BoucléA cloth made from a yarn that has a loose thread, giving the fabric a tufted or knotted texture.
Box-pleat skirtA skirt with a double pleat with the under edges folded toward each other.
C.O.M.Customers Own Material. The customer sends a material of their choice to be used on their order.
ContrastA secondary fabric used on chairs that accentuate features of the parsons chair. Contrast fabric is sometimes strikingly different such as a plaid contrast on a chair primarily composed of a solid color. Contrast is often applied to the welt and skirt blocks.
Corner blockA piece of wood, glued and screwed in all seat rail joints to provide additional strength.
DowelA wooden pin or peg fitted into corresponding holes in to adjacent pieces of wood to fasten them securely together.
FrameThe main structure of the parson chair on which the rest of the chair is built. Carrington Court uses eight-quarters lumber to construct the frame of it's dining chairs. This makes the chair exceptional strong and rugged.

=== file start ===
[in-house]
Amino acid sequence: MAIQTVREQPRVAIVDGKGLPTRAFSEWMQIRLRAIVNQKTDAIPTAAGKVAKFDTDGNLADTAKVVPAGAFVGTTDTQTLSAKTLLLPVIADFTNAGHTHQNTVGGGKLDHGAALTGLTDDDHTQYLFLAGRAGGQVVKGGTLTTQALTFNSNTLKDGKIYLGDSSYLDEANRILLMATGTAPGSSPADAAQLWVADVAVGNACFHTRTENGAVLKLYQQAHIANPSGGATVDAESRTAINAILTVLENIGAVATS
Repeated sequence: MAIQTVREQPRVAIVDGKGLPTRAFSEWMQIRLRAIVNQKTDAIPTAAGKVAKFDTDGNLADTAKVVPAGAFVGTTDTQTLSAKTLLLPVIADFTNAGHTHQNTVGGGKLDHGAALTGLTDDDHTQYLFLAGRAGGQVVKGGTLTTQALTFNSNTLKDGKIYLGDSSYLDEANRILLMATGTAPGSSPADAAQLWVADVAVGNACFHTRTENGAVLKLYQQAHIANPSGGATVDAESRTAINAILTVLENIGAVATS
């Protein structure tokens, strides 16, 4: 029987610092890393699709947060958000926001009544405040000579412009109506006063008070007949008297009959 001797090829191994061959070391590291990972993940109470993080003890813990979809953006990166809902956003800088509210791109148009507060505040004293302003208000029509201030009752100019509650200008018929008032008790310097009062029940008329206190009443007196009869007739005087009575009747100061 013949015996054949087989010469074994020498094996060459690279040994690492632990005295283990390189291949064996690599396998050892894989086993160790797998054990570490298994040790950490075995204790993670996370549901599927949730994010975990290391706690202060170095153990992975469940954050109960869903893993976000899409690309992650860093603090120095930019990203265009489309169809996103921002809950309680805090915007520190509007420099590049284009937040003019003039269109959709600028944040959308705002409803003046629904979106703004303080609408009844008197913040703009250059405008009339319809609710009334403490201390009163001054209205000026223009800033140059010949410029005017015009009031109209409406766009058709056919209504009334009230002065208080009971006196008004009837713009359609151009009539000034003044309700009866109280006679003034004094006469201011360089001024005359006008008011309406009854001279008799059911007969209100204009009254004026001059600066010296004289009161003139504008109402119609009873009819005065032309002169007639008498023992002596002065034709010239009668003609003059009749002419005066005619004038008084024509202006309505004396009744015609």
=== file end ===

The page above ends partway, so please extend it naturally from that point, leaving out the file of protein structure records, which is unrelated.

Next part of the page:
GlideA small plastic piece applied to the bottom of legs to allow the dining chair to easily slide across the floor without scratching the surface.
Kick-pleat skirtA solid one panel skirt.
PrintA fabric with a design printed directly on it.
RepeatThe amount of space on a fabric that it takes for a pattern or design to complete. The repeat is usually measured in inches. A solid color has no repeat.
Skirt blockA piece a fabric underneath the skirt that covers the legs of the chair.
SpringsEach chair manufactured by Carrington Court has three heavy gauge sinuous springs. These springs absorb shock and distribute weight making the chairs very comfortable.
SwatchA small piece of fabric cut off as for a sample.
Tone-on-toneA fabric that has a design woven into it that is the same color as the rest of the material.
Triple-pleat skirtA skirt with multiple pleats at each corner giving a three layered appearance.
WeltA strip of fabric folded over a cord as a trim piece. Welt is used as a border around the seat.